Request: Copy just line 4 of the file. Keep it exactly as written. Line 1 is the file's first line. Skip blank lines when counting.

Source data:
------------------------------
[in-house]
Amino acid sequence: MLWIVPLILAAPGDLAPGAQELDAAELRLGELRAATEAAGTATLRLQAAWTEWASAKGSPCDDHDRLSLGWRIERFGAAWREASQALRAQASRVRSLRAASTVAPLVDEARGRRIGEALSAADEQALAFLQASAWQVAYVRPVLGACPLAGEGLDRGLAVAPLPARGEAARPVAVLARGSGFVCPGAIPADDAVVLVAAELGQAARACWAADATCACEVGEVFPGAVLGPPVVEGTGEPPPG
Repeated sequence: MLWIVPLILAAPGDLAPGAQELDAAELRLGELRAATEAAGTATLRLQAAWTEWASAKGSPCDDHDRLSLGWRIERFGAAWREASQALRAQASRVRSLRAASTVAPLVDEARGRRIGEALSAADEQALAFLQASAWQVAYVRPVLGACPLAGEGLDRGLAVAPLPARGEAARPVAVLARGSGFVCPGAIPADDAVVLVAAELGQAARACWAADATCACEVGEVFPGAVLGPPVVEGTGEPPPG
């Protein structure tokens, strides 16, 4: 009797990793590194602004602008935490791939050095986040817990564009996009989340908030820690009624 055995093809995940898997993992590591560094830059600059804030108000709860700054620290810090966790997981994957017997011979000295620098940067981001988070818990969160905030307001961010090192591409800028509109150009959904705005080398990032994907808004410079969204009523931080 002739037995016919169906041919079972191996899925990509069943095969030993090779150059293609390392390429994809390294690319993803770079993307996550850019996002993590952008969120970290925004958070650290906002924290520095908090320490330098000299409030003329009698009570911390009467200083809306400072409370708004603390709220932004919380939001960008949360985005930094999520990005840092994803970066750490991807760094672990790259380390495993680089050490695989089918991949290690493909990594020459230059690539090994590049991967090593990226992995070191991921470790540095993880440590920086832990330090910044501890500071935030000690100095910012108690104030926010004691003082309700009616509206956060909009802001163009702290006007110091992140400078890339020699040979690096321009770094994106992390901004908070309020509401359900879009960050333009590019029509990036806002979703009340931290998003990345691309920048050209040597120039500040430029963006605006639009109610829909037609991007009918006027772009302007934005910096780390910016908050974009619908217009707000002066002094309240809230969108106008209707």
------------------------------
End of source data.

């Protein structure tokens, strides 16, 4: 009797990793590194602004602008935490791939050095986040817990564009996009989340908030820690009624 055995093809995940898997993992590591560094830059600059804030108000709860700054620290810090966790997981994957017997011979000295620098940067981001988070818990969160905030307001961010090192591409800028509109150009959904705005080398990032994907808004410079969204009523931080 002739037995016919169906041919079972191996899925990509069943095969030993090779150059293609390392390429994809390294690319993803770079993307996550850019996002993590952008969120970290925004958070650290906002924290520095908090320490330098000299409030003329009698009570911390009467200083809306400072409370708004603390709220932004919380939001960008949360985005930094999520990005840092994803970066750490991807760094672990790259380390495993680089050490695989089918991949290690493909990594020459230059690539090994590049991967090593990226992995070191991921470790540095993880440590920086832990330090910044501890500071935030000690100095910012108690104030926010004691003082309700009616509206956060909009802001163009702290006007110091992140400078890339020699040979690096321009770094994106992390901004908070309020509401359900879009960050333009590019029509990036806002979703009340931290998003990345691309920048050209040597120039500040430029963006605006639009109610829909037609991007009918006027772009302007934005910096780390910016908050974009619908217009707000002066002094309240809230969108106008209707």